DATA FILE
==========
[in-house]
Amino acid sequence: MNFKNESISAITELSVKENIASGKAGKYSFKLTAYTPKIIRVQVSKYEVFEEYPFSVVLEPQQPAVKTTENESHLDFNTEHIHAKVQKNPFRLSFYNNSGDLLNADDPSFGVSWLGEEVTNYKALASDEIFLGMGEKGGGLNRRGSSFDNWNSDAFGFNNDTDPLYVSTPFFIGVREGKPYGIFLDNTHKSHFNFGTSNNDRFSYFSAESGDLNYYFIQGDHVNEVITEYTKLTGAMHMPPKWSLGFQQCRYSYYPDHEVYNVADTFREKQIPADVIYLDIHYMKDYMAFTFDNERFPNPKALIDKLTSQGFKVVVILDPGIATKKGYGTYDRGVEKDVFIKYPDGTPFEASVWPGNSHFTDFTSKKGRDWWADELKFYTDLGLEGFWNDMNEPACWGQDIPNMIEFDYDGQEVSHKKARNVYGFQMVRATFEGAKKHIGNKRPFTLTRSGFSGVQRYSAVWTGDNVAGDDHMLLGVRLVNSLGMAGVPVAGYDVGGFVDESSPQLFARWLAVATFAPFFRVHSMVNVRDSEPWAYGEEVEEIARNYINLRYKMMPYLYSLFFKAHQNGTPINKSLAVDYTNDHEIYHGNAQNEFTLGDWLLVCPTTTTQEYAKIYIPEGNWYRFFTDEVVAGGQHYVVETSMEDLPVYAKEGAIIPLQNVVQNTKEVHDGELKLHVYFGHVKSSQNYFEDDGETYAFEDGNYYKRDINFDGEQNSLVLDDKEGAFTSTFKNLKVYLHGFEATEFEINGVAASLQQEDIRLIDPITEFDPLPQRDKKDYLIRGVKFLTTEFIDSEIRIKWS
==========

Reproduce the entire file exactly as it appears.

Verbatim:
[in-house]
Amino acid sequence: MNFKNESISAITELSVKENIASGKAGKYSFKLTAYTPKIIRVQVSKYEVFEEYPFSVVLEPQQPAVKTTENESHLDFNTEHIHAKVQKNPFRLSFYNNSGDLLNADDPSFGVSWLGEEVTNYKALASDEIFLGMGEKGGGLNRRGSSFDNWNSDAFGFNNDTDPLYVSTPFFIGVREGKPYGIFLDNTHKSHFNFGTSNNDRFSYFSAESGDLNYYFIQGDHVNEVITEYTKLTGAMHMPPKWSLGFQQCRYSYYPDHEVYNVADTFREKQIPADVIYLDIHYMKDYMAFTFDNERFPNPKALIDKLTSQGFKVVVILDPGIATKKGYGTYDRGVEKDVFIKYPDGTPFEASVWPGNSHFTDFTSKKGRDWWADELKFYTDLGLEGFWNDMNEPACWGQDIPNMIEFDYDGQEVSHKKARNVYGFQMVRATFEGAKKHIGNKRPFTLTRSGFSGVQRYSAVWTGDNVAGDDHMLLGVRLVNSLGMAGVPVAGYDVGGFVDESSPQLFARWLAVATFAPFFRVHSMVNVRDSEPWAYGEEVEEIARNYINLRYKMMPYLYSLFFKAHQNGTPINKSLAVDYTNDHEIYHGNAQNEFTLGDWLLVCPTTTTQEYAKIYIPEGNWYRFFTDEVVAGGQHYVVETSMEDLPVYAKEGAIIPLQNVVQNTKEVHDGELKLHVYFGHVKSSQNYFEDDGETYAFEDGNYYKRDINFDGEQNSLVLDDKEGAFTSTFKNLKVYLHGFEATEFEINGVAASLQQEDIRLIDPITEFDPLPQRDKKDYLIRGVKFLTTEFIDSEIRIKWS